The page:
"The Squire of Sandal-Side" by Amelia Edith Huddleston Barr was first published in 1887 and is subtitled "A Pastoral Romance".
I wouldn't know what constitutes a pastoral romance, but a romance it certainly is: The novel deals with the love and friendship between two families, between parents and children, men and women, servants and their masters, folks and their land, people and their home.
Misguided love has bad consequences not only for the lovers, but for everyone around them, just as true love brings out the best in people and works wonders in seemingly hopeless situations.
The location is Cumbria, where two families have lived and worked side by side for generations. The Latriggs are the wealthiest sheep farmers around, industrious and honest, very popular with all their shepherds and everyone else around. The Sandals were once richer than they are now, but are still well off and very much regarded as the nobles of the place. The elderly Squire, his wife and two daughters are gentlefolk in the best sense, usually not feeling above the Latriggs who are not of noble birth.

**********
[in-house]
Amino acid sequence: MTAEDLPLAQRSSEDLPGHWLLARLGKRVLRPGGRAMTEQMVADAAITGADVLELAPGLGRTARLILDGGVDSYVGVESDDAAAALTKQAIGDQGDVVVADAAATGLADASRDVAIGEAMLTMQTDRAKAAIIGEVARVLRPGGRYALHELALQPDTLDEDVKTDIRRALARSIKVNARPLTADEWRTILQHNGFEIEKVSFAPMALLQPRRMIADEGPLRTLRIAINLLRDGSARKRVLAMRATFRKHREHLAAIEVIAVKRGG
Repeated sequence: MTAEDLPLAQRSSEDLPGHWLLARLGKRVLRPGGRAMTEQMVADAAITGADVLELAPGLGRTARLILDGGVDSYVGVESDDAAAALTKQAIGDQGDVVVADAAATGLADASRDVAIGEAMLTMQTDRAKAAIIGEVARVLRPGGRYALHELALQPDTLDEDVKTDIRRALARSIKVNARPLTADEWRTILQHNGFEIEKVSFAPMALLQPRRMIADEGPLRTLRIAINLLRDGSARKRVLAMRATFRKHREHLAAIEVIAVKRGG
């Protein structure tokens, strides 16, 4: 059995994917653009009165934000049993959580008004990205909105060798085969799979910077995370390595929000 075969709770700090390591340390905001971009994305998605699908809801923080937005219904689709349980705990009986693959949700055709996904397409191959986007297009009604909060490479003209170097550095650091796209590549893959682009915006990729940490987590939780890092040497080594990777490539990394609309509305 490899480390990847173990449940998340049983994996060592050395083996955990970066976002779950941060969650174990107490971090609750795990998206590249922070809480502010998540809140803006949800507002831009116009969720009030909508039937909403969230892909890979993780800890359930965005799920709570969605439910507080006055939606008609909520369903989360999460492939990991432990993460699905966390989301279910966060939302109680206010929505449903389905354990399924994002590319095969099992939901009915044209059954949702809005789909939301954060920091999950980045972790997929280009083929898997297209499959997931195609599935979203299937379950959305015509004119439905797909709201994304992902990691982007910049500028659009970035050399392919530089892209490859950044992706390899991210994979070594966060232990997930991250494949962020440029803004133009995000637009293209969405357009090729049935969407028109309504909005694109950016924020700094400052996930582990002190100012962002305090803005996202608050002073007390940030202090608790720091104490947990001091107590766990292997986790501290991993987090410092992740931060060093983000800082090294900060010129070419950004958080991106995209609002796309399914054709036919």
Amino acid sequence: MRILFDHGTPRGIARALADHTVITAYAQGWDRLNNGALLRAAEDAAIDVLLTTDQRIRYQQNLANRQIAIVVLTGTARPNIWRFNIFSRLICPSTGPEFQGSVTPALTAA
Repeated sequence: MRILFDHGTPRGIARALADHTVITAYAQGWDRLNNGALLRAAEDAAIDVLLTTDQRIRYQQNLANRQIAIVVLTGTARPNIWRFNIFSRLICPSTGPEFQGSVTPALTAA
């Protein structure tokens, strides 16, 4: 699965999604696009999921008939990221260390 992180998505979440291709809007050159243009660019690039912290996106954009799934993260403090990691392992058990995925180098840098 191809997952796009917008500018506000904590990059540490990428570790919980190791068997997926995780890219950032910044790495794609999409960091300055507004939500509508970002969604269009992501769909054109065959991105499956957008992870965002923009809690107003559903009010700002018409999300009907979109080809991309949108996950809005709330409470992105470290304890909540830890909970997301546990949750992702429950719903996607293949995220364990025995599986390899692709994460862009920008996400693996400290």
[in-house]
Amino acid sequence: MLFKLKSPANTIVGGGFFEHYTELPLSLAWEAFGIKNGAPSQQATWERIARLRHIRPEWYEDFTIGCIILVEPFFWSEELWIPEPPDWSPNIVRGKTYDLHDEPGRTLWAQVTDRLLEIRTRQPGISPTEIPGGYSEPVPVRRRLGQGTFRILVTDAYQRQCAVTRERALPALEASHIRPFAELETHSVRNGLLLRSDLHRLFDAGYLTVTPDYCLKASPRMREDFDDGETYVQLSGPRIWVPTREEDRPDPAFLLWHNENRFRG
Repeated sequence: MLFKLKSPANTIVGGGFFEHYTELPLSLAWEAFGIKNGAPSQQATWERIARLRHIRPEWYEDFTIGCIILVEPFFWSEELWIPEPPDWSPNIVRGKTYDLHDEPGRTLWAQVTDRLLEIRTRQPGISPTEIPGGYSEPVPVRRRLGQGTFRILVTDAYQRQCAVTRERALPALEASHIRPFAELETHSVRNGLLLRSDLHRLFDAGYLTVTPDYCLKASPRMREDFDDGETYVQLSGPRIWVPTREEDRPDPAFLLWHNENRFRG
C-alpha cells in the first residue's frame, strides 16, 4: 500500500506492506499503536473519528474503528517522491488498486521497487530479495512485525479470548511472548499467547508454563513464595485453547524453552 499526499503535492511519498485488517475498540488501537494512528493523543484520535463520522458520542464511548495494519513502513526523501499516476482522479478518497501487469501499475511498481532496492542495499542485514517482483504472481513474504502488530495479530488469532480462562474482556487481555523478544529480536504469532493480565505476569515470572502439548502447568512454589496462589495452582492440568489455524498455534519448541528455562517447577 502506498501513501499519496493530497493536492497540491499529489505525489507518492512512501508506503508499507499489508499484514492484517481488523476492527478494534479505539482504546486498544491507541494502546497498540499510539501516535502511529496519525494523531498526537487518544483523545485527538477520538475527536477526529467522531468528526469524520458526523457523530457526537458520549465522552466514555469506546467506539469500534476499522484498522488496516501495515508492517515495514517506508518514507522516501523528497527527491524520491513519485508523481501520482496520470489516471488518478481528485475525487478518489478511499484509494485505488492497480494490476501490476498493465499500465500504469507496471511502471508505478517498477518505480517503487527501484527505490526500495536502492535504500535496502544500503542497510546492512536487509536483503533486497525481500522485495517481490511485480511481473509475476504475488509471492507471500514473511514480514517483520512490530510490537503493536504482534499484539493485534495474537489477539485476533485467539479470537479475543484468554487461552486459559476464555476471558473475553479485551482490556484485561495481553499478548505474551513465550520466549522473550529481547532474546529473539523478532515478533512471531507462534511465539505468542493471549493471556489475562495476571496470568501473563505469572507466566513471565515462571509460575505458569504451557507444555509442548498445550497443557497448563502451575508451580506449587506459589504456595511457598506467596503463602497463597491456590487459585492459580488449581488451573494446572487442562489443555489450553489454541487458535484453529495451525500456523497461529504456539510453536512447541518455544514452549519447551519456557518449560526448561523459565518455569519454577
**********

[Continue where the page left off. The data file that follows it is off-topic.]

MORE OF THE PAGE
Still, the idea of one of his daughters marrying a Latrigg is not entirely pleasing to the Squire, and he invites a young male relative to join them for the summer, hoping that Julius will fall in love with Charlotte or Sophia, in order for a marriage to remain within their own rank in society, and to keep family seat in the family for future generations.
Sadly, the plan backfires - there is indeed a wedding, but unhappiness follows. The newly married daughter changes under her husband's influence, and the young couple soon make life for everyone at Sandal miserable.
The other family members try to be loving, kind, and patient, but even their goodness is exhausted at some stage, and after the old Squire dies, dramatic events unfold...
However, true love and friendship step in, a long-guarded family secret is brought to light, and all ends well - except for the annoying couple.
I enjoyed reading this old-fashioned novel on my kindle (of course mine is a free ebook) for a few weeks on my way to and from work. The language is not so old-fashioned as to be difficult to read.The countryside, houses, places and people are well described; I could really picture the events in my mind.
The relationships between the various characters are credible and at times surprisingly modern, while every now and then I felt like shaking the protagonists and shouting at them for their stubborn stuck-fastness in the morals and etiquette of their time.
Amelia E. H. Barr was an author I had not heard of before. She lived from 1831 to 1919 and was from Lancaster. With her husband, she emigrated to the U.S., where sadly he and three of their six children died of yellow fewer. To support the family, Amelia worked as a tutor, but quit that line of work when she earned enough from writing. In July 1918, she suffered a sunstroke and died less than a year later. She published nearly 30 novels and an autobiography.